Your sympathizing and affectionate Friend,
P.S. I should esteem it a Favour and an Honour could you send me some Lines, by our young Friend, M.r Whitaker,[xvii] to inform me how you are supported under this solemn Providence. It would do me good – Remember me as however you have an Audience with the King of Kings. Grace, Mercy, and Peace be with you. Amen, and Amen.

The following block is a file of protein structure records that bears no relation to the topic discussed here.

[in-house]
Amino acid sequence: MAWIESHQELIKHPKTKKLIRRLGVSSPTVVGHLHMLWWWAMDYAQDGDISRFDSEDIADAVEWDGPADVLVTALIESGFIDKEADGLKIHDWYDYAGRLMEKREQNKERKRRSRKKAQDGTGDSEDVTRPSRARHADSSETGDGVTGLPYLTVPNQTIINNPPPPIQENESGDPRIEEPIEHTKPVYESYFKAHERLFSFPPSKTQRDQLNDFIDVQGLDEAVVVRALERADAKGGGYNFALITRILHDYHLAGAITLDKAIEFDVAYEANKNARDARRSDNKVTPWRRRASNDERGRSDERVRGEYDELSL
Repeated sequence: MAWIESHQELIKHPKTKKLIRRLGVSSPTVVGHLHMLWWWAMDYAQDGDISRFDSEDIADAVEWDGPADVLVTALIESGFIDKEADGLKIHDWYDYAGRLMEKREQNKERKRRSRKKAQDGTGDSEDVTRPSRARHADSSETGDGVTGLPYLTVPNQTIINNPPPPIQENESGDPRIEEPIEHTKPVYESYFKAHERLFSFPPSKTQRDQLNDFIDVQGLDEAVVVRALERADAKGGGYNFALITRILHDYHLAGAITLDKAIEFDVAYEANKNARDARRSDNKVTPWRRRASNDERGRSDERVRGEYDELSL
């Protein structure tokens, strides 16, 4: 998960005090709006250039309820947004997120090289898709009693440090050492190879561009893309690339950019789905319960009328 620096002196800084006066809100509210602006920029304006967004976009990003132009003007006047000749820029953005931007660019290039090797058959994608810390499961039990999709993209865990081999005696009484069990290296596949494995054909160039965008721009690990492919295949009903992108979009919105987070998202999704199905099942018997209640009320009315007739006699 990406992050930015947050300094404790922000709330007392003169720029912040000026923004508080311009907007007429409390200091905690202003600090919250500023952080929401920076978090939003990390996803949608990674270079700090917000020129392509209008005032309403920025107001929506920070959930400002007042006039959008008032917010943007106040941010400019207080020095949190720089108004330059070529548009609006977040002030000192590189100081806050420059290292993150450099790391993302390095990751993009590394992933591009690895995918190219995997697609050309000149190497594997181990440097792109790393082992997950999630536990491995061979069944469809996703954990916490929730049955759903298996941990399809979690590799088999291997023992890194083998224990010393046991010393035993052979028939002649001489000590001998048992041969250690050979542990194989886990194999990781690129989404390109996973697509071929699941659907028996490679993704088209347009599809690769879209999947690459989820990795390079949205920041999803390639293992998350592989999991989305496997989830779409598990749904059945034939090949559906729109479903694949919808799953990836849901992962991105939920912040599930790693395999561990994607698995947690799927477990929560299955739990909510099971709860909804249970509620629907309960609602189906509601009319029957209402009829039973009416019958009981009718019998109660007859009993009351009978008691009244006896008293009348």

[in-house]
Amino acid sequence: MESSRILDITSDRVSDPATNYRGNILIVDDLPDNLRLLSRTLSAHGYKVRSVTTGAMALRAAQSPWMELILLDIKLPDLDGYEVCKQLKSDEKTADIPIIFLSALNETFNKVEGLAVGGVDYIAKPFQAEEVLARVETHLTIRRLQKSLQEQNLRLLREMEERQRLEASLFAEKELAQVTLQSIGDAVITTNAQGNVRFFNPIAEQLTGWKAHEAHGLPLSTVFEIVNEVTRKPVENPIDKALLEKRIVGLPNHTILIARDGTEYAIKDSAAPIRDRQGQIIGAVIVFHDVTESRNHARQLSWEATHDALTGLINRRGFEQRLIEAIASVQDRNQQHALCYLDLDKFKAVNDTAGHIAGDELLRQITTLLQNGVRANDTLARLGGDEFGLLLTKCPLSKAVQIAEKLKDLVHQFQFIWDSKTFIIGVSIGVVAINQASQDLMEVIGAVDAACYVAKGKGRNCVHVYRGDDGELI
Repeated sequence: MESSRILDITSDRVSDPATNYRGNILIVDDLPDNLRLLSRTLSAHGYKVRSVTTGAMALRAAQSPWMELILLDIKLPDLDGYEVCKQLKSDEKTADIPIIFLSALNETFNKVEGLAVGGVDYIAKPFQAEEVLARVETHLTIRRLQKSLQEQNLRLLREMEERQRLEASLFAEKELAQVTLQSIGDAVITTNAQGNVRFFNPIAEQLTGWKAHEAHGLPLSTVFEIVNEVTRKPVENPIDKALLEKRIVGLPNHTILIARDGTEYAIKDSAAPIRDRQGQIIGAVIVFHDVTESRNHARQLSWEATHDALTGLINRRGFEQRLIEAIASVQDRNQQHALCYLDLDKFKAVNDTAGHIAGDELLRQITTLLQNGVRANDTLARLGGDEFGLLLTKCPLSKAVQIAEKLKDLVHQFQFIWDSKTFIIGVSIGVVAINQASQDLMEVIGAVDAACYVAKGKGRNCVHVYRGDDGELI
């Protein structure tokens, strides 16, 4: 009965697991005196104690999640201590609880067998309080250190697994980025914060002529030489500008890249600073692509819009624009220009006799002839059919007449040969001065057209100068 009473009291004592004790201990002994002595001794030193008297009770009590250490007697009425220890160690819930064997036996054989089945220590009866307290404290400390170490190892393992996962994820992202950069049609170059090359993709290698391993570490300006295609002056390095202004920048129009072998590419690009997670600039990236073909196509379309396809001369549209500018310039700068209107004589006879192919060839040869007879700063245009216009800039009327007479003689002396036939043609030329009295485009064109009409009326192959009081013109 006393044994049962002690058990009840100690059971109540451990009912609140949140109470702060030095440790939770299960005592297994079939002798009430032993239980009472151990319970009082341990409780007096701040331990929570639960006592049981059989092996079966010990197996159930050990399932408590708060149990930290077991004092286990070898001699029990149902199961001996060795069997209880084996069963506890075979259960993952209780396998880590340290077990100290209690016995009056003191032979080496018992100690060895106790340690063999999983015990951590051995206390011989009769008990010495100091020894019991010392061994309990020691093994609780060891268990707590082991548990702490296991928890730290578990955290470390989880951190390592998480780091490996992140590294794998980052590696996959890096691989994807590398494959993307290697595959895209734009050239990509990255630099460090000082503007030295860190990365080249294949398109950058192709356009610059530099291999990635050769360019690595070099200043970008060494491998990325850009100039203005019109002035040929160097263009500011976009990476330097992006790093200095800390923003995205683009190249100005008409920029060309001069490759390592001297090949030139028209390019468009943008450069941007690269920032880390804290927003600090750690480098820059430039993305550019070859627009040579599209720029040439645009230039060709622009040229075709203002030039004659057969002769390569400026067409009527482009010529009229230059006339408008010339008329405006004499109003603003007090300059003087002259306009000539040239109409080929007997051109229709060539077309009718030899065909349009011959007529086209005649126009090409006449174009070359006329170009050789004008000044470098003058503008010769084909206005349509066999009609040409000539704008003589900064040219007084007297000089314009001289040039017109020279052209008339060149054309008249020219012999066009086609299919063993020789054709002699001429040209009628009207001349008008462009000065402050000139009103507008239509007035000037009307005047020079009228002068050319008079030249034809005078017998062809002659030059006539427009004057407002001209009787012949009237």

Text: Reeves Collection, Box 19/3/c/ii, Bodleian. Address: Mrs Blatch | Bratton | Wilts. | Obliged by Mr Whitaker; for an annotated edition of this letter, see Timothy Whelan, ed., Nonconformist Women Writers 1720-1840 (London: Pickering & Chatto, 2011), vol. 8, pp. 199-202. No postmark. Robert Edminson, after his departure from Bratton, eventually settled at Cambridge, living there at the same time that George Whitaker was in attendance at Cambridge and during the latter tenure as vicar at nearby Oakington. Edminson appears frequently in the diaries that follow. Most of the materials that now belong to the Attwater Papers, Saffery/Whitaker Papers, and the Reeves Collection, both at the Angus and the Bodleian Libraries, would pass to Thomas and Sophia Williams Whitaker and other members of the Whitaker family who would occupy the family home in Bratton (‘Yew Trees’), where Marjorie Reeves would eventually discover them.